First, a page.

Source: American Academy of Pediatrics, HealthyChildren.org

Available at: https://www.healthychildren.org:443/English/news/Pages/Whats-the-Latest-with-the-Flu-A-Message-for-Caregivers-and-Teachers.aspx

Measles – What Early Childhood Programs Should Know


Childhood diseases like measles can cause children pain and discomfort. They can result in doctor visits, hospitalization, and even premature death. Nothing protects young children better from serious diseases, like measles and whopping cough, than immunizations.

The Administration for Children and Families’ Office of Head Start (OHS) and Office of Child Care (OCC) believe it is critical that all children in Head Start and child care programs are vaccinated according to the Center for Disease Control and Prevention (CDC) vaccination schedules.

Vaccination requirements for children entering child care programs vary by state. The CDC School and Childcare Vaccination Surveys page has information on each state’s vaccination requirements.

In addition to state entrance requirements for child care, Head Start programs are required to help all children in their care in getting up to date. These efforts have resulted in 97 percent of Head Start children being current on their immunizations.

It is important to note, that to be fully immunized, children need all doses of the vaccines according to the recommended schedule. Not receiving the full number of doses leaves a child vulnerable to catching serious diseases.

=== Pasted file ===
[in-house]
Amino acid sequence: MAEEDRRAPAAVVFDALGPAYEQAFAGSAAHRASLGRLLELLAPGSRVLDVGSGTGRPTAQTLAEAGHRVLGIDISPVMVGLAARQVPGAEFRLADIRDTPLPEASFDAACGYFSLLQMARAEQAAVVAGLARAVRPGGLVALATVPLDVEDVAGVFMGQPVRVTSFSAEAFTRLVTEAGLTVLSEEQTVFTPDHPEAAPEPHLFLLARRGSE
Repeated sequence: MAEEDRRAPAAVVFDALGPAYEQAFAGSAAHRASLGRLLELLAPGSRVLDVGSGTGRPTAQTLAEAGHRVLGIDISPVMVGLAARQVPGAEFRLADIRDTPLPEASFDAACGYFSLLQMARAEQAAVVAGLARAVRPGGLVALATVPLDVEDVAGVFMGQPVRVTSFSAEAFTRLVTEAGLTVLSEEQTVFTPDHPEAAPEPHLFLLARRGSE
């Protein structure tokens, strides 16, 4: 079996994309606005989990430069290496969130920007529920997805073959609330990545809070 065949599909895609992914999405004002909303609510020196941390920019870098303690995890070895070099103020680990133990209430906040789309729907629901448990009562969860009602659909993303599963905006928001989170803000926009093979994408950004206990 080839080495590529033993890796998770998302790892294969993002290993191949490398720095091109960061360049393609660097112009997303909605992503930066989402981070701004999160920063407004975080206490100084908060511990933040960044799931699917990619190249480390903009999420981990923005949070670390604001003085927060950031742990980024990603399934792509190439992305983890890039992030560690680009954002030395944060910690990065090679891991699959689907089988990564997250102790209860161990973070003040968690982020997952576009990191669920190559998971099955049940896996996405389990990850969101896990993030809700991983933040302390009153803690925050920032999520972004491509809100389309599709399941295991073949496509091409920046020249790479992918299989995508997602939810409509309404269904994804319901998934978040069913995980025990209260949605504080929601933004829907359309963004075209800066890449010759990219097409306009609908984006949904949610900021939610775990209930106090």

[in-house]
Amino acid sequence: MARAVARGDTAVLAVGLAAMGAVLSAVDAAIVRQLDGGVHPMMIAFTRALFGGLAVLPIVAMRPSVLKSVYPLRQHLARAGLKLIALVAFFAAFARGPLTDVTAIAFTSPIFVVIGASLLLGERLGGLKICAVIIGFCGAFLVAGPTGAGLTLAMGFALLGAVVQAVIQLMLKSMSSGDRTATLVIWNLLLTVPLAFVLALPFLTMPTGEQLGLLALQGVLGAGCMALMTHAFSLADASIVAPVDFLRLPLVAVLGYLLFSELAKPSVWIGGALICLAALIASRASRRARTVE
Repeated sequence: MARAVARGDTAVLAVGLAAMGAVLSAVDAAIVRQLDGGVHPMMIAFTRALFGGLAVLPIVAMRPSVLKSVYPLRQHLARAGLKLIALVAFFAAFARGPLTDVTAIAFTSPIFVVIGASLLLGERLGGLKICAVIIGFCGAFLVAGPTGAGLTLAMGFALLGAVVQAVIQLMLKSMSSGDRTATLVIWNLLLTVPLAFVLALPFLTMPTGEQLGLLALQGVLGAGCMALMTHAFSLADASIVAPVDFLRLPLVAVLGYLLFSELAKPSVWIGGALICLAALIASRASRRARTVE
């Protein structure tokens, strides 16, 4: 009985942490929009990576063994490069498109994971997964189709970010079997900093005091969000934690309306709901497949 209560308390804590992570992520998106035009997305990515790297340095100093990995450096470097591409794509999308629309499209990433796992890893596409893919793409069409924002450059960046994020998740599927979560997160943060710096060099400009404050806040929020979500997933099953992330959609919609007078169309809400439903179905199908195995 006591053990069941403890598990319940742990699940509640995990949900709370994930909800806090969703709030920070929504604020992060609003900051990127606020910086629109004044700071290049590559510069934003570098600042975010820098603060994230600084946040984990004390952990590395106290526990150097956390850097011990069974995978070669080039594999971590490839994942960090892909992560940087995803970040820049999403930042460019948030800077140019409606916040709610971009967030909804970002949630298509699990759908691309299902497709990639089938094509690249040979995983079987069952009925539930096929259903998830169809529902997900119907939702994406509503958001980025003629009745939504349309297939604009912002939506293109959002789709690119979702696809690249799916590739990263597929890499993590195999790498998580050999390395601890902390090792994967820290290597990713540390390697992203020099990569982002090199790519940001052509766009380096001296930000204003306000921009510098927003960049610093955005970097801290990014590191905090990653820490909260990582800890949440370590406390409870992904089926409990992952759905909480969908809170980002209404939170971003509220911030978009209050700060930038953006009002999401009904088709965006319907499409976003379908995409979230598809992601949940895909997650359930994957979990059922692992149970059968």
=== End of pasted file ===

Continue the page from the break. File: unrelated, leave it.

Source: Early Childhood Learning and Knowledge Center, National Center on Health

Available at: http://eclkc.ohs.acf.hhs.gov/hslc/tta-system/health/health-services-management/program-planning/measles.html

Head Start Health Services Newsletter: Preventing and Managing the Flu



Seasonal influenza (flu) is now active in the United States. The flu virus may cause serious illness that may result in hospitalization or death. The flu mostly affects the respiratory system (ears, nose, throat and lungs), but may also affect the whole body. The flu season usually starts in the fall and ends in the spring, although each year is different. People can get the flu more than once per year and many times in their lives. Influenza viruses are un- predictable, so it’s wise to do everything possible to protect yourself, fellow Head Start staff, and chil- dren in your program!